If you believe in applying mythic archetypes to sports, then Lionel Messi is the soccer Odysseus. He is the modest hero exiled from him homeland, burdened by the gift of immeasurable skill and the expectations of a country that views his intent with suspicion. The World Cup final this Sunday is Messi’s chance to prove his greatness while uniting and becoming one with his country (on their biggest rival’s territory, no less). That is, if you believe in that sort of thing. 

Now back to the reality; even before their historic 7-1 victory in the semi final over Brazil, Germany have been the best team in the 2014 World Cup. The instinctual response of a side winning through defensive pragmatism doesn’t apply either, not with striker Miroslav Klose becoming the all-time leading World Cup goal scorer and Thomas Muller reaching double digits. Plus, this German side didn’t just beat Brazil – it made the side fundamentally question their entire approach to the game. Sports minister Aldo Rebelo called for modernization at the club level in an effort to retain their best players, for starters.

It’s appropriate that Germany sparked the Brazilian soul search, as they themselves underwent a similar restructuring at the grassroots level in 2003 prompted by their showing at the previous European Championships. A generation later, Germany has 28,400 UEFA B licensed coaches who double as scouts. The German Football Association divided the country in 366 regions to scout youth talent, with an emphasis on developing home grown players. On Tuesday, Thomas Muller opened up the scoring against Brazil. Toni Kroos added two in the first half, and Andre Schurrle scored the final two goals. Center back Mats Hummels scored the lone goal against France in the quarterfinals. The four players are within three years of each other. How long does it take for a revolution to succeed? For German soccer, 11 years. Perhaps Brazil will follow next.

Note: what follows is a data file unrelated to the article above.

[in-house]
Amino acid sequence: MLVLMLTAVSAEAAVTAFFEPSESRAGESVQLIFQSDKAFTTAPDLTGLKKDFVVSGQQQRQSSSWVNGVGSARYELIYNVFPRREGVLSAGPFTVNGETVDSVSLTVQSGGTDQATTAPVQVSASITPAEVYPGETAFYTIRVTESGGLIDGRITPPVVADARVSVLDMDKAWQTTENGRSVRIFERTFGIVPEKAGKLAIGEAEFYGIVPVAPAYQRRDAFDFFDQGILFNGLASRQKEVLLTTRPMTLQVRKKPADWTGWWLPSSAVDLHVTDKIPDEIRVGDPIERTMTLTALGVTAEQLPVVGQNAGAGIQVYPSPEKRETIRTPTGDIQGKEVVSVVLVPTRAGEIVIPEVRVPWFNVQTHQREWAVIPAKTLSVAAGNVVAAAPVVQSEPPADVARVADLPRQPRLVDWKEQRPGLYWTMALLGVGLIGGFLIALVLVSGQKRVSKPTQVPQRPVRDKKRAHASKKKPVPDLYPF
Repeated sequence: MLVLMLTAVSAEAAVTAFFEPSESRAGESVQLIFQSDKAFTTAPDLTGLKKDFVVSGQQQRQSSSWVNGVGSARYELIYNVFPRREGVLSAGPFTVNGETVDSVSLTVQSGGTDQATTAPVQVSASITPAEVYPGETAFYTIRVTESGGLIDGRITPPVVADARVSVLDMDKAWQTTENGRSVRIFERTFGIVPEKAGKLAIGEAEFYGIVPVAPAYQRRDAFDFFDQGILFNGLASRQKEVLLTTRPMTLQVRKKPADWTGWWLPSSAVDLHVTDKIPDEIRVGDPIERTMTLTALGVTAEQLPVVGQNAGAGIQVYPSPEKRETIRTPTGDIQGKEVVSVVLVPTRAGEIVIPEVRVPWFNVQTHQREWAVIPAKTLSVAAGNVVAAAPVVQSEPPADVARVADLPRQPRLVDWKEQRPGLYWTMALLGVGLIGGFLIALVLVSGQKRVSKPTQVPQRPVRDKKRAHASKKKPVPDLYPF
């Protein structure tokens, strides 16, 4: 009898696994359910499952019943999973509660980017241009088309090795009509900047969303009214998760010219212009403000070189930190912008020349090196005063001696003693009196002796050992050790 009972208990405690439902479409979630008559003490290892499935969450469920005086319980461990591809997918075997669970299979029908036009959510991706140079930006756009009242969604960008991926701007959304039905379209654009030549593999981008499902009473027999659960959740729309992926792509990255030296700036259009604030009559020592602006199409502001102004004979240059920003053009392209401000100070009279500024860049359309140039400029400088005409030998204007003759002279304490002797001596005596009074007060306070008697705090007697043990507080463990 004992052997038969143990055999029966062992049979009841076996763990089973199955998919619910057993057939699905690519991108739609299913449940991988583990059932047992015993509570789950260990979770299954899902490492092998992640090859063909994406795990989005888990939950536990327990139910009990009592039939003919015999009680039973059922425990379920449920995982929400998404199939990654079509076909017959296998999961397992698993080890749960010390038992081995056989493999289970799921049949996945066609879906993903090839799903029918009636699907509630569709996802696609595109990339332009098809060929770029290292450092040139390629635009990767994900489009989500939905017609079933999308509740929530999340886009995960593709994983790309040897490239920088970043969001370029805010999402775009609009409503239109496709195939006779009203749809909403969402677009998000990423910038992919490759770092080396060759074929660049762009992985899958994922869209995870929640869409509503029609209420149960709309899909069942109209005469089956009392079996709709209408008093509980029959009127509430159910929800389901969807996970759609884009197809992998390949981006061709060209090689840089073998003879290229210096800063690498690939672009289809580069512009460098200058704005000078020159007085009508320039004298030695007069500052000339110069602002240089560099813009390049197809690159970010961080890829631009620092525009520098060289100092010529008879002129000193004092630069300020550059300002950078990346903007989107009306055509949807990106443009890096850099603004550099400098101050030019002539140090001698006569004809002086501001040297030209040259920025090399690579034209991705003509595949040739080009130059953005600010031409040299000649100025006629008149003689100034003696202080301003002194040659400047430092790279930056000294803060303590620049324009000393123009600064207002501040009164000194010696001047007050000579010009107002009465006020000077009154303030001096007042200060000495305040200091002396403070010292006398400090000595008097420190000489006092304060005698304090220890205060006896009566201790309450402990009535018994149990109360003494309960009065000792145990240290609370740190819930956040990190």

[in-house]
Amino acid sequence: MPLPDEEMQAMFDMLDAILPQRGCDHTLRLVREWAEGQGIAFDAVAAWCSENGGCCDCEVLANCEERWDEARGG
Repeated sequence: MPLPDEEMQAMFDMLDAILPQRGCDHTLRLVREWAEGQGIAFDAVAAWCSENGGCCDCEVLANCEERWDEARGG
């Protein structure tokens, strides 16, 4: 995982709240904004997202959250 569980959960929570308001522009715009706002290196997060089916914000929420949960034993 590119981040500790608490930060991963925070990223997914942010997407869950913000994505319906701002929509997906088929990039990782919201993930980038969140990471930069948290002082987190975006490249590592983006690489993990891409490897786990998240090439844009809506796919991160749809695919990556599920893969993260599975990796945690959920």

Bayern Munich manager Pep Guardiola said that German captain Philipp Lahm was the most intelligent player he’d ever coached (consider the players Guardiola worked with at Barcelona – Xavi, Busquets, Iniesta, Messi). Lahm is the ideal modern soccer player, who not only has the requisite skill and athleticism, but controls matches from two positions. While he is the leader of the side, no two players represent the new Germany than Thomas Muller and Toni Kroos, each in their distinct way.

Muller’s lack of relative technique is well documented. In a game of step-overs and YouTube skill compilations, Muller easily lags behind his Argentine counterparts Gonzalo Higuain and Sergio Aguero. His brilliance only exists within the context of team, unlocked by Lahm, Toni Kross, and Mario Goetze’s forward runs, crosses, and diagonal passes. There, in this setting, he’s scored 5 goals thus far, including an opening match hat trick against Portgual. Muller’s instinctual play may have slipped through lightly scouted areas in the past. But 1000 part time youth soccer scouts spread across Germany can’t be wrong.